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Anatomy of a Rumor: The Story Behind Chief Justice John Roberts’s ‘Retirement’

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tekisui Donating Member (1000+ posts) Send PM | Profile | Ignore Fri Mar-05-10 10:11 AM
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Anatomy of a Rumor: The Story Behind Chief Justice John Roberts’s ‘Retirement’
Source: Above the Law

Everyone is wondering: Where did that erroneous rumor of an imminent retirement by Chief Justice John Roberts come from? The gossip spread like wildfire, triggering thousands of texts, blog posts, and emails — a few hundred of them to the ATL tips line — before Radar, which first published the rumor, retracted its report.

We were skeptical, which is one reason why we didn’t write about the gossip as quickly as some other outlets. We reached out to the Supreme Court’s Public Information Office after we heard the rumor, and we didn’t want to write about it until we heard back from the PIO (or at least gave them a little time to respond).

Of course, we have many Supreme Court sources other than the official ones — and they reacted with extreme skepticism when we ran the Radar report by them. One of our SCOTUS experts actually laughed out loud after we (sheepishly) asked, “Have you heard anything about a possible Roberts retirement?” This source noted that JGR would sooner die — literally — than give Obama the chance to appoint his successor.

Like many a promising legal career, the Roberts resignation rumor traces its origins to a 1L class at Georgetown University Law Center….

Here’s an account of what went down in Professor Peter Tague’s criminal law class this morning, from a 1L at Georgetown Law:


Today’s class was partially on the validity of informants not explaining their sources. started off class at around 9 am EST by telling us not to tell anyone, but that we might find it interesting that tomorrow, Roberts would be announcing his retirement for health concerns. He refused to tell anyone how he knew. Then, at around 9:30, he let everyone in on the joke.


Note the timestamps on the Radar posts. The first one came out at 6:10 a.m., i.e., the Pacific Time equivalent of 9:10 a.m. Eastern time. The retraction came out at 6:36 a.m., i.e., the Pacific Time equivalent of 9:36 a.m. Eastern — shortly after Professor Tague let his class in on the joke.

A second Georgetown Law student confirms that Professor Tague’s class was probably where the Roberts resignation rumor got started:

Our criminal justice professor started our 9 am lecture with the news that roberts will be resigning tomorrow for health reasons — that he could not handle the administrative burdens of the job. He would not say how he knows — but halfway through our lecture on the credibility and reliability of informants he revealed that the Roberts rumor was made up to show how someone you ordinarily think is credible and reliable (ie a law professor) can disseminate inaccurate information.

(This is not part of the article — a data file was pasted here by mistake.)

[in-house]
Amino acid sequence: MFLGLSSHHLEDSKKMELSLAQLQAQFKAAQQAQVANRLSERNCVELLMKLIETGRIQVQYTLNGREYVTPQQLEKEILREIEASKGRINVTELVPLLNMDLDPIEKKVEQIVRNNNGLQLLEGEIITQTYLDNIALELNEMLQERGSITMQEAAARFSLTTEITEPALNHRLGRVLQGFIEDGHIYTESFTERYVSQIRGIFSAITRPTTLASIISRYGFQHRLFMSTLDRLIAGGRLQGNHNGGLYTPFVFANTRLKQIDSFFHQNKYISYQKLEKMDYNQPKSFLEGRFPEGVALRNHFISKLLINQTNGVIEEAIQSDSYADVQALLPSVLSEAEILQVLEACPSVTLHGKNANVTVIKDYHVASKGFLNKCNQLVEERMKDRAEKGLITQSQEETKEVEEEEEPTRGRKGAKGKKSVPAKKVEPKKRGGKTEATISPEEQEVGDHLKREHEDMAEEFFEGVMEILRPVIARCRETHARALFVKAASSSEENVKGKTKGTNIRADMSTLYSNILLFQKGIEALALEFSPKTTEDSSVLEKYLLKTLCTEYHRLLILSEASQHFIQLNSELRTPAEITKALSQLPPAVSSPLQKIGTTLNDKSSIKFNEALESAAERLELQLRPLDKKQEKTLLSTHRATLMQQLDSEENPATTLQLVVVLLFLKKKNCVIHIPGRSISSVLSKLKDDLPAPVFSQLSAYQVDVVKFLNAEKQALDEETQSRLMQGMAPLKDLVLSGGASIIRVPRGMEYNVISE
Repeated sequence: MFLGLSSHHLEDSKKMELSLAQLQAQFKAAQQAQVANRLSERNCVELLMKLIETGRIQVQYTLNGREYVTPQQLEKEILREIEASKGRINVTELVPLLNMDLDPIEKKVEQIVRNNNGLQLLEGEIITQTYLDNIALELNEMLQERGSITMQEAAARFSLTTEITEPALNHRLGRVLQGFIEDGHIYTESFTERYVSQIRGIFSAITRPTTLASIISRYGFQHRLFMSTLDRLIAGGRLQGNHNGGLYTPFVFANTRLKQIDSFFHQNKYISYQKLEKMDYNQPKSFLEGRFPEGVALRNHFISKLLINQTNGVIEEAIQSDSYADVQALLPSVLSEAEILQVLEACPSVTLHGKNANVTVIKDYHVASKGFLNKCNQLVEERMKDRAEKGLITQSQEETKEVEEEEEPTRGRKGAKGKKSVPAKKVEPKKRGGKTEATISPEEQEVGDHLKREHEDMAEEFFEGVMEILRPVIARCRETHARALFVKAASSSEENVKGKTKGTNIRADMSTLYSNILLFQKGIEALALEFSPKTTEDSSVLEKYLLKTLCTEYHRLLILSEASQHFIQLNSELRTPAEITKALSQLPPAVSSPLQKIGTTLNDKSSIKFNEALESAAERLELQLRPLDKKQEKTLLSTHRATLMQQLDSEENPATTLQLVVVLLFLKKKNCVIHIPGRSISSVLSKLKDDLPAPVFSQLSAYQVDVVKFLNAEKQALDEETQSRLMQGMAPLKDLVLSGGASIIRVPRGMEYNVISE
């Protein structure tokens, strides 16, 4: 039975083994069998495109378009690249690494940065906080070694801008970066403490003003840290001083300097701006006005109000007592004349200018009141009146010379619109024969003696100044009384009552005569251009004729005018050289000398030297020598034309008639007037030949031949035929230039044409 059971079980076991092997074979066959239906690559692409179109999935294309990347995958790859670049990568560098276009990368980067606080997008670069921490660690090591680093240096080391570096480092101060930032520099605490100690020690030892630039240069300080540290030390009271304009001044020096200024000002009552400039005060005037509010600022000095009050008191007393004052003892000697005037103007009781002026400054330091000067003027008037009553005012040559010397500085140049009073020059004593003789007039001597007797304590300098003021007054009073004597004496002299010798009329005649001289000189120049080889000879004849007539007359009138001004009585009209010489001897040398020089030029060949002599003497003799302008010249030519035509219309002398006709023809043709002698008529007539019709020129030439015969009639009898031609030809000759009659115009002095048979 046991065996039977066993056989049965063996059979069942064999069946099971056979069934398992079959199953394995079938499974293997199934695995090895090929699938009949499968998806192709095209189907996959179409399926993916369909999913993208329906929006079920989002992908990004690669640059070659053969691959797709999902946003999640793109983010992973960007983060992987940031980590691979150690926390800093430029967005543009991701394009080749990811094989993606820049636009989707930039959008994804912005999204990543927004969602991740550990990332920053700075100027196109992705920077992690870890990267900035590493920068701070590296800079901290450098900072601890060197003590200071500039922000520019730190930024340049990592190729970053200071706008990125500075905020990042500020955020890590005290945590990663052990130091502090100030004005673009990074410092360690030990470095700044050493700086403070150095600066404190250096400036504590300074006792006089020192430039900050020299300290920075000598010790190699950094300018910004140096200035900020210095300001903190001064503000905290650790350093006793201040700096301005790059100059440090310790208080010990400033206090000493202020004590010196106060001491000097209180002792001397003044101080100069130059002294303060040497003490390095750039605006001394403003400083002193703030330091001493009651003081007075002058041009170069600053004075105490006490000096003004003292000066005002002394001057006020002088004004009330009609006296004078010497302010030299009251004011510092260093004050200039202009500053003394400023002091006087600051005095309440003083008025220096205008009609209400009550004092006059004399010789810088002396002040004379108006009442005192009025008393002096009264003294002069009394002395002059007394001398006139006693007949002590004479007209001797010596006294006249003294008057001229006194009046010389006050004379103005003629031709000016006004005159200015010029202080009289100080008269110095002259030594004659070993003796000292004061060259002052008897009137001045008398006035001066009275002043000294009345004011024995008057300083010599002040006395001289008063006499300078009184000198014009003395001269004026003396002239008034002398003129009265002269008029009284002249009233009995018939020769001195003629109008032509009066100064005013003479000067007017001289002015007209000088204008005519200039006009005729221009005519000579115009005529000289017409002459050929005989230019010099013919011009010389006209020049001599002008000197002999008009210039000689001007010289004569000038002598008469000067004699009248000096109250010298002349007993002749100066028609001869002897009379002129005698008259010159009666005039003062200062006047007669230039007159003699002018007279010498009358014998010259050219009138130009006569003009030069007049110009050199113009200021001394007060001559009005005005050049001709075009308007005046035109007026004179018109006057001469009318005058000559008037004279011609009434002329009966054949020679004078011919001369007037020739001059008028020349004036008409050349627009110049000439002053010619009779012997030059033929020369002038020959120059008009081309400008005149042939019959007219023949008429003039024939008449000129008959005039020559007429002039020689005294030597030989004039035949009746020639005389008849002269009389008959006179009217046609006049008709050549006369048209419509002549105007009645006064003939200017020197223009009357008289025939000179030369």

By then the horse was out of the barn — and running at a gallop:

(B)etween the hour when the class began and when he revealed that he made it up, plenty of students texted and IM’ed their friends and family…. there’s a very good chance that the Roberts rumor that spread like wildfire on the internet was sparked by an eccentric law professor trying to make a point.


more: http://abovethelaw.com/2010/03/the_backstory_of_the_john_roberts_retirement_rumor.php
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formercia Donating Member (1000+ posts) Send PM | Profile | Ignore Fri Mar-05-10 10:20 AM
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1. I guess he made his point. n/t
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Maru Kitteh Donating Member (1000+ posts) Send PM | Profile | Ignore Fri Mar-05-10 10:32 AM
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2. One law class...LOL.. But twitter is such a reliable news outlet!
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tekisui Donating Member (1000+ posts) Send PM | Profile | Ignore Fri Mar-05-10 10:58 AM
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3. Twitter without links to credible news sites is nothing but
rumor. It is a good consolidator of news, and to find information when something is breaking.

As for a reliable source for original stories, forget it.
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mikelgb Donating Member (1000+ posts) Send PM | Profile | Ignore Fri Mar-05-10 11:19 AM
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4. I guess we were all in that professor's class for a day.
Edited on Fri Mar-05-10 11:19 AM by mikelgb
good lesson
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Froward69 Donating Member (1000+ posts) Send PM | Profile | Ignore Fri Mar-05-10 11:23 AM
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5. Just a tease
I find it actually quite remarkable that the rumor spreadout of the classroom via electronic media before the point of the lecture actually became clear... it is awesome that the L1 student(s) proved the professors point without ever leaving the classroom.

"a Good rumor goes around the world twice, before the truth gets out of the garage." that was one of my professors statements (rings true today, 20 years on.)
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pleah Donating Member (1000+ posts) Send PM | Profile | Ignore Fri Mar-05-10 11:29 AM
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6. I'm just bummed it wasn't true. n/t
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